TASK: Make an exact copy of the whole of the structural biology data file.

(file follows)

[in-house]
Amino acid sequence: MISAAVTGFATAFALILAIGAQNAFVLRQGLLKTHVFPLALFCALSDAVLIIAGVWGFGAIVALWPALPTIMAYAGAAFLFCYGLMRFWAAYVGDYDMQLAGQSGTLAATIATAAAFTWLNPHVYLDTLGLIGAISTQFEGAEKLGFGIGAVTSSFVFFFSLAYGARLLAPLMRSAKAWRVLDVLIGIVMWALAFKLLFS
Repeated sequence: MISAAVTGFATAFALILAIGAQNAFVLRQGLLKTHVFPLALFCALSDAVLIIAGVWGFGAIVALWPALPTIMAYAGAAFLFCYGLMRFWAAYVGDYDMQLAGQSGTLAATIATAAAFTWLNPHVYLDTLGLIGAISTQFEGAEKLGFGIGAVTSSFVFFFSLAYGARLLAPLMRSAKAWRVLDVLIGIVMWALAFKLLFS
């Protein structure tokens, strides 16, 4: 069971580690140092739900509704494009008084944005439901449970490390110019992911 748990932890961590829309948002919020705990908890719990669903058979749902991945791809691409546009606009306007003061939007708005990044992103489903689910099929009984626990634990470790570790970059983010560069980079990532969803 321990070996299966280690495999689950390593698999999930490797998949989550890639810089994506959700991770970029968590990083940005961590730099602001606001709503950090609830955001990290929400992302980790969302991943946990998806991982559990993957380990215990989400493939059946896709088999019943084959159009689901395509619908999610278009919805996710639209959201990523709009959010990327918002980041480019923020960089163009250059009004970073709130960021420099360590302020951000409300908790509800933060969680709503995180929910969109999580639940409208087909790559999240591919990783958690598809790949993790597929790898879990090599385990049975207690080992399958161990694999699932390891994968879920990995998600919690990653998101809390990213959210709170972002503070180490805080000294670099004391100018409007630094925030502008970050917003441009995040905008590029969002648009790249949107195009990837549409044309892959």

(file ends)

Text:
[in-house]
Amino acid sequence: MISAAVTGFATAFALILAIGAQNAFVLRQGLLKTHVFPLALFCALSDAVLIIAGVWGFGAIVALWPALPTIMAYAGAAFLFCYGLMRFWAAYVGDYDMQLAGQSGTLAATIATAAAFTWLNPHVYLDTLGLIGAISTQFEGAEKLGFGIGAVTSSFVFFFSLAYGARLLAPLMRSAKAWRVLDVLIGIVMWALAFKLLFS
Repeated sequence: MISAAVTGFATAFALILAIGAQNAFVLRQGLLKTHVFPLALFCALSDAVLIIAGVWGFGAIVALWPALPTIMAYAGAAFLFCYGLMRFWAAYVGDYDMQLAGQSGTLAATIATAAAFTWLNPHVYLDTLGLIGAISTQFEGAEKLGFGIGAVTSSFVFFFSLAYGARLLAPLMRSAKAWRVLDVLIGIVMWALAFKLLFS
């Protein structure tokens, strides 16, 4: 069971580690140092739900509704494009008084944005439901449970490390110019992911 748990932890961590829309948002919020705990908890719990669903058979749902991945791809691409546009606009306007003061939007708005990044992103489903689910099929009984626990634990470790570790970059983010560069980079990532969803 321990070996299966280690495999689950390593698999999930490797998949989550890639810089994506959700991770970029968590990083940005961590730099602001606001709503950090609830955001990290929400992302980790969302991943946990998806991982559990993957380990215990989400493939059946896709088999019943084959159009689901395509619908999610278009919805996710639209959201990523709009959010990327918002980041480019923020960089163009250059009004970073709130960021420099360590302020951000409300908790509800933060969680709503995180929910969109999580639940409208087909790559999240591919990783958690598809790949993790597929790898879990090599385990049975207690080992399958161990694999699932390891994968879920990995998600919690990653998101809390990213959210709170972002503070180490805080000294670099004391100018409007630094925030502008970050917003441009995040905008590029969002648009790249949107195009990837549409044309892959």